Benefits abound when providing pro bono through legal aid organizations
'You are not going to take a pro bono case and give 50%, because that’s not what the rules require. You have to give 100%'
Free malpractice insurance, translation services, help maintaining client communication, expert mentors for unfamiliar practice areas — those are just a few of the resources available to Florida Bar members who perform pro bono service through a legal aid organization.
“What we’re doing is eliminating excuses to go out there and give back, and really feel proud of the privilege you have to practice law,” said Ft. Lauderdale attorney Juan Carlos Arias, who represents attorneys in Bar disciplinary matters.
Arias was a panelist for The Florida Bar Winter Meeting presentation “Pro Bono Service: Trending Needs and Ethical Considerations,” a free CLE sponsored by the Pro Bono Legal Services Committee and InReach CE.
Other panelists included Bethanie Barber, executive director of the Legal Aid Society of the Orange County Bar Association; Jeff Harvey, CEO of Community Legal Services of Mid-Florida; and Patrice Paldino, director of legal services for Operation Sacred Trust, a veteran service organization in Miami-Dade and Broward counties. The program was moderated by Pro Bono Legal Services Committee member Sarah Lahlou-Amine.
Committee Co-Chair Kathleen McLeroy opened the session by reminding the audience that Florida lawyers donated 1.5 million legal service hours and $6.8 million to legal aid organizations last year.
“These are invaluable resources to improve the lives of vulnerable Floridians faced with real-life problems. By investing their time and dollars, Florida attorneys help their clients with basic life problems; they assist with things like providing stable housing options, creating certainty with regard to child custody and visitation, and promoting personal safety through obtaining domestic violence injunctions.”
The purpose of the presentation is to provide “valuable insight and motivation to fulfill that portion of The Florida Bar oath in which we all have agreed to provide legal services to the defenseless and oppressed,” McLeroy said.
One by one, panel members extolled the benefits of pro bono service and volunteering through legal aid organizations.
While studies show that most Florida lawyers donate their pro bono hours outside of an organized legal aid program, there are practical benefits to volunteering with a legal aid organization, Harvey said.
Free malpractice insurance is one of them, he said.
“If you’re covered by your firm’s malpractice insurance, ours pays first,” Harvey said.
At Harvey’s organization, lawyers can learn about an unfamiliar practice area through Peer Academy, an eight-week class on various specialties — such as probate and bankruptcy — that his organization offers a few times a year. In exchange, the volunteer agrees to take on two cases and serve as a mentor to the next class, Harvey said.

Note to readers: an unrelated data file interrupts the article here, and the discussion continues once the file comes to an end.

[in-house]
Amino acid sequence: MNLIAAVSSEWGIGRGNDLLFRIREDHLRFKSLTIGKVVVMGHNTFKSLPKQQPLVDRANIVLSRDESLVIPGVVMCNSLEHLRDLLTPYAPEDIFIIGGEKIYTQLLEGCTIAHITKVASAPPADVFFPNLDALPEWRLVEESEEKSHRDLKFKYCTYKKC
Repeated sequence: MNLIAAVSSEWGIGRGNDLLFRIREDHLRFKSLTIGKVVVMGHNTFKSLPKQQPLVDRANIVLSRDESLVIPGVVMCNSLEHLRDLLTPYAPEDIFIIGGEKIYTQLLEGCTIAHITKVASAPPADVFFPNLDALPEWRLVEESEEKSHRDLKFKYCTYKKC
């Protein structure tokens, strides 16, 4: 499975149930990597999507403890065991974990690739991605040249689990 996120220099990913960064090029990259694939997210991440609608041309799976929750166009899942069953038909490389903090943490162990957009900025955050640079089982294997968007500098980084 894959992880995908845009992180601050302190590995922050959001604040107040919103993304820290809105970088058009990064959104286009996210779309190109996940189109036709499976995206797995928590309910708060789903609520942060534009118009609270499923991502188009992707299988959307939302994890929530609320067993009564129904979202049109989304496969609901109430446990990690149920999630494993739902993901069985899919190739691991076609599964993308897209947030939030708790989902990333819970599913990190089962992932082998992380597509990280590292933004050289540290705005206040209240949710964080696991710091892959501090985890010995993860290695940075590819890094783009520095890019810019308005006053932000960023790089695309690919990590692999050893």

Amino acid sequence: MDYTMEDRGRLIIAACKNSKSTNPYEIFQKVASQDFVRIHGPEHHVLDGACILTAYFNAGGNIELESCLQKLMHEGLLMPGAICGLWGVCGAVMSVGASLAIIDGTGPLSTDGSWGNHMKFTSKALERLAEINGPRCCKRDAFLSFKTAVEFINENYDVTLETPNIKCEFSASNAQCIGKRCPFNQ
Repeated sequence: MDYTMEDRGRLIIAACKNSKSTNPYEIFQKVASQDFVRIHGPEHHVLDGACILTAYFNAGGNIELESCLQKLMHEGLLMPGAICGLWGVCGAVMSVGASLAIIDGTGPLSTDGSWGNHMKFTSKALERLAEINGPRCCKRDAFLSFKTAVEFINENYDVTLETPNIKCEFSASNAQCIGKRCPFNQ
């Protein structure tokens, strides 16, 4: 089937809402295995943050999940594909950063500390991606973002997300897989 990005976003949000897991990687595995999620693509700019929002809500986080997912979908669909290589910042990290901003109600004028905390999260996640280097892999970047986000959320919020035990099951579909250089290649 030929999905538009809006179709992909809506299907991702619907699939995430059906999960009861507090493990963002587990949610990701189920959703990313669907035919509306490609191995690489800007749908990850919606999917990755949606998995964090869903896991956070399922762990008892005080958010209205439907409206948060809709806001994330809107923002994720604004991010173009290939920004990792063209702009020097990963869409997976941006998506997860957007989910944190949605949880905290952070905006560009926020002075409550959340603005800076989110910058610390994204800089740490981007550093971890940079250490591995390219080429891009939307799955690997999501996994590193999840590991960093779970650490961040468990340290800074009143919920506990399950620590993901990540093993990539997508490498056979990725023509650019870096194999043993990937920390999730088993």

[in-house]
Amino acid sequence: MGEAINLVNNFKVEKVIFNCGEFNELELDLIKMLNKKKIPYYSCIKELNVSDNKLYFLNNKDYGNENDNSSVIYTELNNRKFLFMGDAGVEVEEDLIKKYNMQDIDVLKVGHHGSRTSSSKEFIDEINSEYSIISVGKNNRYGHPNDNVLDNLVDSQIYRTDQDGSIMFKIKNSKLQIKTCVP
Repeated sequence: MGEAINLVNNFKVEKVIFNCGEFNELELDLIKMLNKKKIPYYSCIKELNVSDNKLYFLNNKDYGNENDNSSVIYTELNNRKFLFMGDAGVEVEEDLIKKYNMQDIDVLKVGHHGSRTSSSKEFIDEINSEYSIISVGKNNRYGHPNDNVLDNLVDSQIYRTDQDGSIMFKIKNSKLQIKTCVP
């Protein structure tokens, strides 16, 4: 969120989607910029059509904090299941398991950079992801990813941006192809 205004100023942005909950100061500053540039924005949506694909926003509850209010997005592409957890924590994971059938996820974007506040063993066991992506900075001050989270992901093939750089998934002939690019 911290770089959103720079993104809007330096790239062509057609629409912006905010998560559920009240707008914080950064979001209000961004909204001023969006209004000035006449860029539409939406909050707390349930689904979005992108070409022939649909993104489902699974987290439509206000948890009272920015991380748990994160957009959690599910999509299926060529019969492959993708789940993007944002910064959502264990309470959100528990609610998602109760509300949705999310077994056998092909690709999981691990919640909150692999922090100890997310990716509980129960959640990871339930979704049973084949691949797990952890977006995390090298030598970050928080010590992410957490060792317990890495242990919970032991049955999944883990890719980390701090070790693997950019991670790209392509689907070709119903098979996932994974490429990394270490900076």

“You’re getting mentorship from the previous class; you’re gaining experience from teaching the class,” he said.
Volunteers with the Orange County Bar program are joining a pro bono culture, Barber said. When they come aboard, they’re asked to describe their interests and the populations they want to serve.
“Once we know the person, we share with them the opportunities,” she said. “We work with that relationship to make sure we’re connecting them with the community they need to get that fulfillment.”
Staff attorneys at her organization guide newcomers and even serve as co-counsel on a case, she said. An expert panel of conflict attorneys is also available, Barber added.
Beginning lawyers can gain experience in a variety of practice areas before launching their own practice, Barber said.
Pro bono clients rarely approach a legal aid organization with a single problem, the panelists noted. The power of legal aid organizations is that they partner with a wide variety of community organizations to meet their clients’ needs and volunteer attorneys benefit from those connections as well.
“The volunteer working with a legal aid organization gets plugged in to all of this,” Lahlou-Amine said.
“One of the things I always tell my attorneys is that all we can give them is a piece of paper. I can fix that problem, but I can’t find that client a place to live for the next 18 months,” Harvey said. “Those partnerships [with other service providers] are essential.”
One of the biggest challenges for legal aid groups, Harvey said, is convincing clients to seek legal help sooner.
“If you call me when you lose your job, I may be able to save your home. If you call me on the day before eviction, I may only be able to buy you a little time,” he said.
Florida Bar Board of Governors member Hilary Creary, a Pro Bono Legal Services Committee member, said the new Florida Bar “Life’s Legal Moments” campaign could help elevate some of the problem as the campaign is designed to help Florida consumers recognize the benefit of investing in affordable legal services before a problem grows much more expensive.
Arias, the Ft. Lauderdale attorney, reminded the audience that Florida Bar ethics rules, including those that govern confidentiality, client communication, and Rule 4-1.3 (Diligence), still apply in pro bono matters.
“You are not going to take a pro bono case and give 50%, because that’s not what the rules require,” he said. “You have to give 100%.”